Fear. Fear of rejection. Fear of not being talented enough to write the difficult book. It’s easier to write fluff than to dig deep and challenge our readers.

  3. TC Avey October 5, 2011 at 5:34 am #

    Perhaps we fear blurring the lines of Christianity and the world even farther than they already are. We live in a world full of grays, when the Bible clearly says there is black and white, right and wrong.

    Maybe because we don’t want to confuse non-believers to the real issues/beliefs of Christianity.

    Or maybe it is because we don’t want to get our hands dirty and take a chance at getting real. For the most part, humans don’t like change, so maybe it is as simple as that…we fear change even while there is a market for it.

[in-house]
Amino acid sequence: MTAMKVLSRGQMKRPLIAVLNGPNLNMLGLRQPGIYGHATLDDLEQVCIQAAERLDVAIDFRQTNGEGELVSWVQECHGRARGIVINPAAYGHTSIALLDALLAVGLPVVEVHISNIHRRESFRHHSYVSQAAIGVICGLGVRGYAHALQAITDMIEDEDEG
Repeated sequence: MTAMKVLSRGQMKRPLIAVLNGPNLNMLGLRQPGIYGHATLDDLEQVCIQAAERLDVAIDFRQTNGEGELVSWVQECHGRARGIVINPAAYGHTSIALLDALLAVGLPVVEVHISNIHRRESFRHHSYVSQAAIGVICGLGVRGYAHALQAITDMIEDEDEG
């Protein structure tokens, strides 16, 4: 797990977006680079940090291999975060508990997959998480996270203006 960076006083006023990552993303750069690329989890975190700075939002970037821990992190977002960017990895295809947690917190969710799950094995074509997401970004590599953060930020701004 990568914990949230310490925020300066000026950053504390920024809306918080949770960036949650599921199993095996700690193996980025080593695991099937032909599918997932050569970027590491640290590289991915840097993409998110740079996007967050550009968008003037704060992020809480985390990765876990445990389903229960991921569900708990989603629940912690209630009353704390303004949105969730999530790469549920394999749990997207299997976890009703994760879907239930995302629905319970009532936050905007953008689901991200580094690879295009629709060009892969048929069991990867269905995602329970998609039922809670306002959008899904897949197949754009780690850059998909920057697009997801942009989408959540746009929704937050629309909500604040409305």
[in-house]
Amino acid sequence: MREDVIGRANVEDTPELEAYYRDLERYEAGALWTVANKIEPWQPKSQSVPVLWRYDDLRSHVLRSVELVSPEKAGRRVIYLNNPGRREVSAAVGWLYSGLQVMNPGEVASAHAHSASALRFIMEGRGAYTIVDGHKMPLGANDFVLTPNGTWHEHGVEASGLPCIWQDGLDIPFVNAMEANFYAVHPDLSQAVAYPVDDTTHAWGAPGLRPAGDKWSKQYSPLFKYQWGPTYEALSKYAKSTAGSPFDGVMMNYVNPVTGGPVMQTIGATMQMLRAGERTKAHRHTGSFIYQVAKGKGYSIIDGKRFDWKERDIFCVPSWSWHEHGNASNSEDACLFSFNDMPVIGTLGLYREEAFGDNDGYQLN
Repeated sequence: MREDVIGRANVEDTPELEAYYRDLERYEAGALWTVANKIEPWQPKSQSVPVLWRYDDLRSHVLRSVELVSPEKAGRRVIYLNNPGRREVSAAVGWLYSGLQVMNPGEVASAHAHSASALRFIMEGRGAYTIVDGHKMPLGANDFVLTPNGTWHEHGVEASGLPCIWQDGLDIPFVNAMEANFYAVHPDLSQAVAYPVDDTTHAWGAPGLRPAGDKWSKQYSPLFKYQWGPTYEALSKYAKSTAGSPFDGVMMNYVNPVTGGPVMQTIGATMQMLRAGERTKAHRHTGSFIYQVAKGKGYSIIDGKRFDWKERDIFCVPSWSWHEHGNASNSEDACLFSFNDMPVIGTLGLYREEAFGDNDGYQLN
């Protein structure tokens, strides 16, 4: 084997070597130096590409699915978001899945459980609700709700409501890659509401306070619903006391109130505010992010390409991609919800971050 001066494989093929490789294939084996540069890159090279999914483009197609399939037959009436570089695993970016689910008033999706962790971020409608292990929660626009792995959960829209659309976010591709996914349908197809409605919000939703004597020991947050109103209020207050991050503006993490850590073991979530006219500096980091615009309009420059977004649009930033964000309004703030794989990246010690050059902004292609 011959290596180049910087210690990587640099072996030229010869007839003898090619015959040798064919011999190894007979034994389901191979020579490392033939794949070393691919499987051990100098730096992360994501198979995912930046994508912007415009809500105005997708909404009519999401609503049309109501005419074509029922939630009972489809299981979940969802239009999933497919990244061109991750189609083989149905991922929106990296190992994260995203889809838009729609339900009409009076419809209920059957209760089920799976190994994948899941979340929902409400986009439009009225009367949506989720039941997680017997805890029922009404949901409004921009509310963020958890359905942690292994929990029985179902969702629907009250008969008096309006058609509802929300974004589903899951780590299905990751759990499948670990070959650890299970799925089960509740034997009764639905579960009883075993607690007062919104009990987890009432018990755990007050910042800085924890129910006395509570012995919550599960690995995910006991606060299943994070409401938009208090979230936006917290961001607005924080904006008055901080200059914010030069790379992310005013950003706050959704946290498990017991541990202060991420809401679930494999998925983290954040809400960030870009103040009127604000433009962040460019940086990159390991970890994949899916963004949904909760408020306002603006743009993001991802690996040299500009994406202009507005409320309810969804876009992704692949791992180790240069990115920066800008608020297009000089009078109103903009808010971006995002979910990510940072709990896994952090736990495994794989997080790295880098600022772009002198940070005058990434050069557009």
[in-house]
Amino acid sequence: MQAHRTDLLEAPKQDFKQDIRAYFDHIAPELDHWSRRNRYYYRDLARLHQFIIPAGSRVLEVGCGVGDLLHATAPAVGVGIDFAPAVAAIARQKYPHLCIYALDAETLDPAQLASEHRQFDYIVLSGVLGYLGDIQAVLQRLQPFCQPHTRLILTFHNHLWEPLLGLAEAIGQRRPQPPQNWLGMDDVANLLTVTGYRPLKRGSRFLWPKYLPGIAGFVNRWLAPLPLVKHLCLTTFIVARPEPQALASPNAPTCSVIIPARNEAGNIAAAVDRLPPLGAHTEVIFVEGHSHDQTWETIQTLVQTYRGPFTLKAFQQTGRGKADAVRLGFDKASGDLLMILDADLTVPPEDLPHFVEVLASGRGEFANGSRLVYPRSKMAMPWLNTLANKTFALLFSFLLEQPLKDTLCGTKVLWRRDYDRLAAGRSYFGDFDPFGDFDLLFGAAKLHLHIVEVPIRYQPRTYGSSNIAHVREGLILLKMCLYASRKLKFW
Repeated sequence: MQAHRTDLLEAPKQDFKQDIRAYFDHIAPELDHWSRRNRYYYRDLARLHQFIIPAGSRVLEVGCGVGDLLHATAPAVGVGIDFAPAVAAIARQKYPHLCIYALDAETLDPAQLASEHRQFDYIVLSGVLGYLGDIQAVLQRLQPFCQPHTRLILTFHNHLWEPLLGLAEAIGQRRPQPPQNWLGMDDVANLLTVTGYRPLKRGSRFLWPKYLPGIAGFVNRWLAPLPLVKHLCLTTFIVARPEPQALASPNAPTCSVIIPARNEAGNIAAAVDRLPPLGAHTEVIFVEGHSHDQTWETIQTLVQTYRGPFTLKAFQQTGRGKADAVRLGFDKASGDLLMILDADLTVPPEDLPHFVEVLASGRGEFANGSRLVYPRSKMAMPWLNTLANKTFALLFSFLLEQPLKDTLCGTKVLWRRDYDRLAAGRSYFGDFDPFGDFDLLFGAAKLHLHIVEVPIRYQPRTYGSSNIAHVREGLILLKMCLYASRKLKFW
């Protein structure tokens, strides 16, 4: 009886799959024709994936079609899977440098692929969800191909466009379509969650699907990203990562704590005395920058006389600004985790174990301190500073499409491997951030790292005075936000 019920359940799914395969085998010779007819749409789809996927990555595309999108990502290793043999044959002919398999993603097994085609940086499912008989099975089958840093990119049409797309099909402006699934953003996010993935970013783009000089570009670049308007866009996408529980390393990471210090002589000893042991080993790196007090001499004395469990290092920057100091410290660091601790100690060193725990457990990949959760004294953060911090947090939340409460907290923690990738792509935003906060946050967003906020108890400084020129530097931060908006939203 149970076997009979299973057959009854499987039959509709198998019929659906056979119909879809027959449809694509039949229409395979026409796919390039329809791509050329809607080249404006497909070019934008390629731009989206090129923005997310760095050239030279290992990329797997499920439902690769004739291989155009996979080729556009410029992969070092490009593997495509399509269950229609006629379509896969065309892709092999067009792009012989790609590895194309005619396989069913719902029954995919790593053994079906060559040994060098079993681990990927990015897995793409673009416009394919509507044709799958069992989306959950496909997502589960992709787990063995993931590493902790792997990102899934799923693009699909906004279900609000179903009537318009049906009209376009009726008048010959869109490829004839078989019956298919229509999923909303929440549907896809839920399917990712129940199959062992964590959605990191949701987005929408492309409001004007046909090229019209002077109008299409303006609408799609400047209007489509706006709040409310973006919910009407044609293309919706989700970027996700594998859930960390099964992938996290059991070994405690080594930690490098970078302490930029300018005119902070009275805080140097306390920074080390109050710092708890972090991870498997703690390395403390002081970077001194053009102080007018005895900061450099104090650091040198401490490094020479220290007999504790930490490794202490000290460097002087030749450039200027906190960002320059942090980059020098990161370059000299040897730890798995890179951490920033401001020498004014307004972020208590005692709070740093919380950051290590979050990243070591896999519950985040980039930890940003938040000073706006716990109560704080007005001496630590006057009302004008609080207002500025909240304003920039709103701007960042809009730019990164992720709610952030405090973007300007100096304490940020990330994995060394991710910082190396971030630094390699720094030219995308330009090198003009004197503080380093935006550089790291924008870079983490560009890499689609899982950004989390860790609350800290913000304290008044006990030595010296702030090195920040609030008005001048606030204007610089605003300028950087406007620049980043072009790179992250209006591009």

4. Pegg Thomas October 5, 2011 at 5:43 am #

    The old adage, “Be careful what you wish for, you might get it”, comes to mind. If the CBA morphs into a quasi-ABA with more sex, violence and course language… how many who are chomping at the bit to get there now would truly be happy with the results? Methinks the grass is always greener on the other side of the fence.

    These issues can be dealt with without dragging the gutter. Barbour puts out quite a few books that deal with hard-hitting issues without lowering the bar. I’ve read stories that deal with rape, murder, abuse, etc., and not had to have every detail trotted out for display. I hate when authors insult my intelligence by assuming I need those grisly details. I don’t. Give me the idea, paint the scene, and let me figure it out. Give me a little credit for gray matter upstairs (aside from that on the outside of my head).